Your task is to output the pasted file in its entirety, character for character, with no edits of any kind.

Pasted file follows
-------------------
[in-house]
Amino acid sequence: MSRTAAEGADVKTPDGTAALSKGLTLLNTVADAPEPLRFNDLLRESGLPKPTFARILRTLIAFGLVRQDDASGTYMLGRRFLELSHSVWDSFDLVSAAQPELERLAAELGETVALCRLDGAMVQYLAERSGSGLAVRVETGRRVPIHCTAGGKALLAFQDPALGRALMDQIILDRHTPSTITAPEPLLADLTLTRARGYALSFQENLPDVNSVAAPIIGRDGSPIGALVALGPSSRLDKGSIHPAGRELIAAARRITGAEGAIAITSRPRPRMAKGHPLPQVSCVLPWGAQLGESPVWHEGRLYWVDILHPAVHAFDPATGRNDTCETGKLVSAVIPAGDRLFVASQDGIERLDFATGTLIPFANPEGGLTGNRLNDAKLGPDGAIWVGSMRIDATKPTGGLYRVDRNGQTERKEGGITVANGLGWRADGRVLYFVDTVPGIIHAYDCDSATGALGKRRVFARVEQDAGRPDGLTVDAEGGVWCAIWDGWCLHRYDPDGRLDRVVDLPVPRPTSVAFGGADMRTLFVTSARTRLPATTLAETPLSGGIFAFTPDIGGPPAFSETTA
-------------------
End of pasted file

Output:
[in-house]
Amino acid sequence: MSRTAAEGADVKTPDGTAALSKGLTLLNTVADAPEPLRFNDLLRESGLPKPTFARILRTLIAFGLVRQDDASGTYMLGRRFLELSHSVWDSFDLVSAAQPELERLAAELGETVALCRLDGAMVQYLAERSGSGLAVRVETGRRVPIHCTAGGKALLAFQDPALGRALMDQIILDRHTPSTITAPEPLLADLTLTRARGYALSFQENLPDVNSVAAPIIGRDGSPIGALVALGPSSRLDKGSIHPAGRELIAAARRITGAEGAIAITSRPRPRMAKGHPLPQVSCVLPWGAQLGESPVWHEGRLYWVDILHPAVHAFDPATGRNDTCETGKLVSAVIPAGDRLFVASQDGIERLDFATGTLIPFANPEGGLTGNRLNDAKLGPDGAIWVGSMRIDATKPTGGLYRVDRNGQTERKEGGITVANGLGWRADGRVLYFVDTVPGIIHAYDCDSATGALGKRRVFARVEQDAGRPDGLTVDAEGGVWCAIWDGWCLHRYDPDGRLDRVVDLPVPRPTSVAFGGADMRTLFVTSARTRLPATTLAETPLSGGIFAFTPDIGGPPAFSETTA